Nothing (at the moment). My only knowledge of Herati marble was a carved pillar I saw in the Art Institute in Chicago years ago, a beautiful floor in the Herat Transport Department and a piece of carved white marble at Gohar Shad’s mausoleum which could have been originally the same piece as the Chicago carving that I assumed was a grave marker. It was presumably broken in 1885 when the British blew up the madrassah and minarets at Herat to give a better line of sight against invading Russians – who never came. There certainly was a tradition of stone carving in Herat – the mausoleum of Gohar Shad contains five stunning calligraphy panels which someone tried to steal that were originally used at the bottom of the minarets, according to Jolyon Leslie.

  1. What is so special about the marble coming out of Afghanistan? Are there any special artistic or craft traditions on top of the quality of the marble itself to be aware of?

It is very high quality. The stone for the Taj Mahal was apparently quarried near Jalalabad and we have just had two 25 tonne blocks quarried there that we are getting cut in the Gulf.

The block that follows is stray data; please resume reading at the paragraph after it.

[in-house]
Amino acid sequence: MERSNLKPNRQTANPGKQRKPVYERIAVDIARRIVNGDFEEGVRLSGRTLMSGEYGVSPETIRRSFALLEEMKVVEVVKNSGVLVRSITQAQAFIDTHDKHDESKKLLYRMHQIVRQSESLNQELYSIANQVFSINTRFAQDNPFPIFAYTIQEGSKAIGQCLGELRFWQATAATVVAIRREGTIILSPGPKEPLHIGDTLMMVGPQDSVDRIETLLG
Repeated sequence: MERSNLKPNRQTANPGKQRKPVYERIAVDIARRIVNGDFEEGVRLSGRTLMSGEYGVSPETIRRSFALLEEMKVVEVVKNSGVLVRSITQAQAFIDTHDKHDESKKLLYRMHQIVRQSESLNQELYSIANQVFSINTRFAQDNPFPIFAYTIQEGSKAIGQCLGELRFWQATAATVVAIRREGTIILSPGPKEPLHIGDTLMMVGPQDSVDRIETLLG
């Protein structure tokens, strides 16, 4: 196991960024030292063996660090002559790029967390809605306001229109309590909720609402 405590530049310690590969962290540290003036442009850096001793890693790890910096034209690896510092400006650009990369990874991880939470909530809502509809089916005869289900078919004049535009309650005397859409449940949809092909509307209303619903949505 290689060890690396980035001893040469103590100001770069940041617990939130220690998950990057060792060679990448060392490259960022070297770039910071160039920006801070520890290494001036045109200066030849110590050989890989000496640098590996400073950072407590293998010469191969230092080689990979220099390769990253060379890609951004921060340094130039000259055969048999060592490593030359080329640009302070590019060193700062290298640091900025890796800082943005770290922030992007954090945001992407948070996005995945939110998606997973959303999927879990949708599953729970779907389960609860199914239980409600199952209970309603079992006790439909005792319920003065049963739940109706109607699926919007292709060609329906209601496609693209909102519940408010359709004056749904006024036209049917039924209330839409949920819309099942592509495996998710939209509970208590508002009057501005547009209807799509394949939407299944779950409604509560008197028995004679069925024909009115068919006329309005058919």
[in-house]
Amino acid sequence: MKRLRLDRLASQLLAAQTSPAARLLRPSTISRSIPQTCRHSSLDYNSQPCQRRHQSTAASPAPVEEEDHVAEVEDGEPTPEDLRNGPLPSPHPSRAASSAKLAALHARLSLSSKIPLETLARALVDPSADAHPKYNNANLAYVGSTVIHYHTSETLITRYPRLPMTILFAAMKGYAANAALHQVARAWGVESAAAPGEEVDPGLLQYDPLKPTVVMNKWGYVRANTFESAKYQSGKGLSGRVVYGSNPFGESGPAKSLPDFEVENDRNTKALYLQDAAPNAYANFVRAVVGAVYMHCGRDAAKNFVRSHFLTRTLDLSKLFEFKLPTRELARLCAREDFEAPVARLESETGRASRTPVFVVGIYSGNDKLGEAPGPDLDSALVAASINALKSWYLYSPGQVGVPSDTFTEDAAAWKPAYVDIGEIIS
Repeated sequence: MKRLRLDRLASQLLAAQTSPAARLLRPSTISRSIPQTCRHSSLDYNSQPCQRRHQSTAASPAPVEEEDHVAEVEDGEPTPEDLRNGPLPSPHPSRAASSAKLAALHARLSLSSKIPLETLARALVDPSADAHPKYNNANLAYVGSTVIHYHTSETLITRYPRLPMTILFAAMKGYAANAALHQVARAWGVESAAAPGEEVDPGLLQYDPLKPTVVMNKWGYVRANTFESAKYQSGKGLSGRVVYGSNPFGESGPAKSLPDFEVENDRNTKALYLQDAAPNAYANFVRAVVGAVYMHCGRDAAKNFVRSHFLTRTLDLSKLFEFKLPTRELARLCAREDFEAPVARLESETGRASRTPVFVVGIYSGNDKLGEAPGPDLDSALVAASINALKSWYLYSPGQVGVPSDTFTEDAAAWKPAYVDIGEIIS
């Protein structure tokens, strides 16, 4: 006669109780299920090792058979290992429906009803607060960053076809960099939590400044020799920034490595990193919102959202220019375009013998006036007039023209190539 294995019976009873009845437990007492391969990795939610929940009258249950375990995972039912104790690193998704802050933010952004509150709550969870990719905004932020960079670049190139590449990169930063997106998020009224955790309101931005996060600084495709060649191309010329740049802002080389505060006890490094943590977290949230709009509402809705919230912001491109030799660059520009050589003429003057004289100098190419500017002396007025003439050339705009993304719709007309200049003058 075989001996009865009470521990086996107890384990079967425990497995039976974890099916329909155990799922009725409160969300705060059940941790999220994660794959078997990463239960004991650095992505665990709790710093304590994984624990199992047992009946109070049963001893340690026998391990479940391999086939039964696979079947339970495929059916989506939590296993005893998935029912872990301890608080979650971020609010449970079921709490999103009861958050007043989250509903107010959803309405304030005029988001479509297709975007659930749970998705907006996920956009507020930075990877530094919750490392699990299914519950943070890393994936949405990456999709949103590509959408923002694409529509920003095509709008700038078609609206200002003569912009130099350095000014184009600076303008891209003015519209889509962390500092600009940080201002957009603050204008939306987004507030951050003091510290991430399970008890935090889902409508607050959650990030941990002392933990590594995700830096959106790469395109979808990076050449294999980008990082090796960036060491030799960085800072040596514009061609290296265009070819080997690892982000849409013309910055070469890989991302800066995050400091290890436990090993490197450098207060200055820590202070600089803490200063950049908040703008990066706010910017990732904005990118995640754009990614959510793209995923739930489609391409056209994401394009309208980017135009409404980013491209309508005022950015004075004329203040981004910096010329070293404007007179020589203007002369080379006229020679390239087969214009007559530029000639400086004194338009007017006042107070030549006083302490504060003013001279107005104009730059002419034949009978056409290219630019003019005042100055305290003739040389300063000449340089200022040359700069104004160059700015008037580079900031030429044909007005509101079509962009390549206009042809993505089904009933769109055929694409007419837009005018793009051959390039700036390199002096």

1. What are the challenges facing people in the trade? Is it really worth the bother of trying to excavate and export it, when one might just stick to somewhere safe like Italy?

The major problem is getting orders in a foreign market. I am going to Baku in Azerbaijan in the New Year to look at a processing plant there that Milio may invest in. The figures for the Azeri economy are mind-boggling: there was 35% economic growth in one single year; they have loads of money from oil (even down to a crude price of $50 per barrel); they are building on an Old Testament scale including a new Tower of Babel 3,500 feet tall; and are decorating the buildings in onyx and marble. I am currently in Dubai trying to sell marble for four hotels and a palace and we are just about to take on a salesman to do this properly.

  1. What’s the export market for Afghan marble? Who wants it outside the country? Can it compete?